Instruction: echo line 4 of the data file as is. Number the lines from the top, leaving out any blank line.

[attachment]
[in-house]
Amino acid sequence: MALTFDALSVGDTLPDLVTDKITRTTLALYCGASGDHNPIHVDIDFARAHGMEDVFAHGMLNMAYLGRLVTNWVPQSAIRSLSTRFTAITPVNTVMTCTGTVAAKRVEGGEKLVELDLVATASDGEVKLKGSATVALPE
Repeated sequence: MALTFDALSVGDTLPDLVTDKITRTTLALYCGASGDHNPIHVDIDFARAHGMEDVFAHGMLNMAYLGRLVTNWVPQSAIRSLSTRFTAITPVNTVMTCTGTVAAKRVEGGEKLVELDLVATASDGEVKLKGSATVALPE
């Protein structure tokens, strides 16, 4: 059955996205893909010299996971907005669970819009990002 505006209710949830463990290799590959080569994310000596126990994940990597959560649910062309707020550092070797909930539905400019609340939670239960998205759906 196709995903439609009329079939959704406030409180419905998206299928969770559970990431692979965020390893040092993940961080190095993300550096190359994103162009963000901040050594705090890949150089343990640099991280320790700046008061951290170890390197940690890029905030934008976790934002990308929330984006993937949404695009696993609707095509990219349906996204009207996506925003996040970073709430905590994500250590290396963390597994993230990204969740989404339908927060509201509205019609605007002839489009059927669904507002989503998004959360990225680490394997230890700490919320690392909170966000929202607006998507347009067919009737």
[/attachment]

């Protein structure tokens, strides 16, 4: 059955996205893909010299996971907005669970819009990002 505006209710949830463990290799590959080569994310000596126990994940990597959560649910062309707020550092070797909930539905400019609340939670239960998205759906 196709995903439609009329079939959704406030409180419905998206299928969770559970990431692979965020390893040092993940961080190095993300550096190359994103162009963000901040050594705090890949150089343990640099991280320790700046008061951290170890390197940690890029905030934008976790934002990308929330984006993937949404695009696993609707095509990219349906996204009207996506925003996040970073709430905590994500250590290396963390597994993230990204969740989404339908927060509201509205019609605007002839489009059927669904507002989503998004959360990225680490394997230890700490919320690392909170966000929202607006998507347009067919009737």